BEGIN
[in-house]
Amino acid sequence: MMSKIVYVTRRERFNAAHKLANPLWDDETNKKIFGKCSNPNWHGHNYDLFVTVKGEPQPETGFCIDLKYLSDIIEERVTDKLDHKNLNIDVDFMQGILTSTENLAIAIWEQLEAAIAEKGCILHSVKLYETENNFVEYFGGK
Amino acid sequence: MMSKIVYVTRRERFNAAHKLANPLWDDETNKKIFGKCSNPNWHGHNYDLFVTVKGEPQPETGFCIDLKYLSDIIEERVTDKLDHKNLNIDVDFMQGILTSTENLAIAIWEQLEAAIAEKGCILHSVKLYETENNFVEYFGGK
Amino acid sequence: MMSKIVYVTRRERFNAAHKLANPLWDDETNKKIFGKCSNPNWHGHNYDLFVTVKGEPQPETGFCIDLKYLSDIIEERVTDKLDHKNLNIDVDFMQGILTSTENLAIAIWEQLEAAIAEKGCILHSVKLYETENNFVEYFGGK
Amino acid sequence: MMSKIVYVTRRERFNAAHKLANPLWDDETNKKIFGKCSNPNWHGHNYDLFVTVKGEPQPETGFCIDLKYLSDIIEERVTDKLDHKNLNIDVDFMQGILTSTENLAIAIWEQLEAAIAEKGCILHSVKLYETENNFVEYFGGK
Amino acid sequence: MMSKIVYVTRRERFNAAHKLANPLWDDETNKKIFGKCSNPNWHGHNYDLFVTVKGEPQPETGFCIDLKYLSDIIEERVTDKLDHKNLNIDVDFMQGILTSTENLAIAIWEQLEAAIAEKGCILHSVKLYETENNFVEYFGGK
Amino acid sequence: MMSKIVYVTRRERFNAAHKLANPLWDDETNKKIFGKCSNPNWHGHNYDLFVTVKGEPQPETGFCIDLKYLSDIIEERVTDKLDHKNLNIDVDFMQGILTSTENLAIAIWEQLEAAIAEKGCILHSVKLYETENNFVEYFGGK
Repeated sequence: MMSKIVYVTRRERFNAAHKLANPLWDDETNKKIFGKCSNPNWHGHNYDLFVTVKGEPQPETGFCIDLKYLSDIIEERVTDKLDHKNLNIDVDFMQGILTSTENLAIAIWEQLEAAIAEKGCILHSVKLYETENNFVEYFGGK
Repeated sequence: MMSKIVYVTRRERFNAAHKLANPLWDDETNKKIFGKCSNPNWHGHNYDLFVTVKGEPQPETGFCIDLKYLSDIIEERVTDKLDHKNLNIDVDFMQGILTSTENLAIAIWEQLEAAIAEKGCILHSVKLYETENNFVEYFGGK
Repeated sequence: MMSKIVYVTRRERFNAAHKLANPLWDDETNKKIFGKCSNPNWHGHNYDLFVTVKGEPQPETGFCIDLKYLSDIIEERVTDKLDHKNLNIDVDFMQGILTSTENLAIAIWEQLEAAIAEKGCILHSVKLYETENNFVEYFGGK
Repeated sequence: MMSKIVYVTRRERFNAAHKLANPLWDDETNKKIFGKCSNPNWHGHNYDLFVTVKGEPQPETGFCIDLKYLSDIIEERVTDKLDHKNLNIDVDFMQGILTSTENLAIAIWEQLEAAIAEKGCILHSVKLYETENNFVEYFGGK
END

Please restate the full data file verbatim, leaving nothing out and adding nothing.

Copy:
[in-house]
Amino acid sequence: MMSKIVYVTRRERFNAAHKLANPLWDDETNKKIFGKCSNPNWHGHNYDLFVTVKGEPQPETGFCIDLKYLSDIIEERVTDKLDHKNLNIDVDFMQGILTSTENLAIAIWEQLEAAIAEKGCILHSVKLYETENNFVEYFGGK
Amino acid sequence: MMSKIVYVTRRERFNAAHKLANPLWDDETNKKIFGKCSNPNWHGHNYDLFVTVKGEPQPETGFCIDLKYLSDIIEERVTDKLDHKNLNIDVDFMQGILTSTENLAIAIWEQLEAAIAEKGCILHSVKLYETENNFVEYFGGK
Amino acid sequence: MMSKIVYVTRRERFNAAHKLANPLWDDETNKKIFGKCSNPNWHGHNYDLFVTVKGEPQPETGFCIDLKYLSDIIEERVTDKLDHKNLNIDVDFMQGILTSTENLAIAIWEQLEAAIAEKGCILHSVKLYETENNFVEYFGGK
Amino acid sequence: MMSKIVYVTRRERFNAAHKLANPLWDDETNKKIFGKCSNPNWHGHNYDLFVTVKGEPQPETGFCIDLKYLSDIIEERVTDKLDHKNLNIDVDFMQGILTSTENLAIAIWEQLEAAIAEKGCILHSVKLYETENNFVEYFGGK
Amino acid sequence: MMSKIVYVTRRERFNAAHKLANPLWDDETNKKIFGKCSNPNWHGHNYDLFVTVKGEPQPETGFCIDLKYLSDIIEERVTDKLDHKNLNIDVDFMQGILTSTENLAIAIWEQLEAAIAEKGCILHSVKLYETENNFVEYFGGK
Amino acid sequence: MMSKIVYVTRRERFNAAHKLANPLWDDETNKKIFGKCSNPNWHGHNYDLFVTVKGEPQPETGFCIDLKYLSDIIEERVTDKLDHKNLNIDVDFMQGILTSTENLAIAIWEQLEAAIAEKGCILHSVKLYETENNFVEYFGGK
Repeated sequence: MMSKIVYVTRRERFNAAHKLANPLWDDETNKKIFGKCSNPNWHGHNYDLFVTVKGEPQPETGFCIDLKYLSDIIEERVTDKLDHKNLNIDVDFMQGILTSTENLAIAIWEQLEAAIAEKGCILHSVKLYETENNFVEYFGGK
Repeated sequence: MMSKIVYVTRRERFNAAHKLANPLWDDETNKKIFGKCSNPNWHGHNYDLFVTVKGEPQPETGFCIDLKYLSDIIEERVTDKLDHKNLNIDVDFMQGILTSTENLAIAIWEQLEAAIAEKGCILHSVKLYETENNFVEYFGGK
Repeated sequence: MMSKIVYVTRRERFNAAHKLANPLWDDETNKKIFGKCSNPNWHGHNYDLFVTVKGEPQPETGFCIDLKYLSDIIEERVTDKLDHKNLNIDVDFMQGILTSTENLAIAIWEQLEAAIAEKGCILHSVKLYETENNFVEYFGGK
Repeated sequence: MMSKIVYVTRRERFNAAHKLANPLWDDETNKKIFGKCSNPNWHGHNYDLFVTVKGEPQPETGFCIDLKYLSDIIEERVTDKLDHKNLNIDVDFMQGILTSTENLAIAIWEQLEAAIAEKGCILHSVKLYETENNFVEYFGGK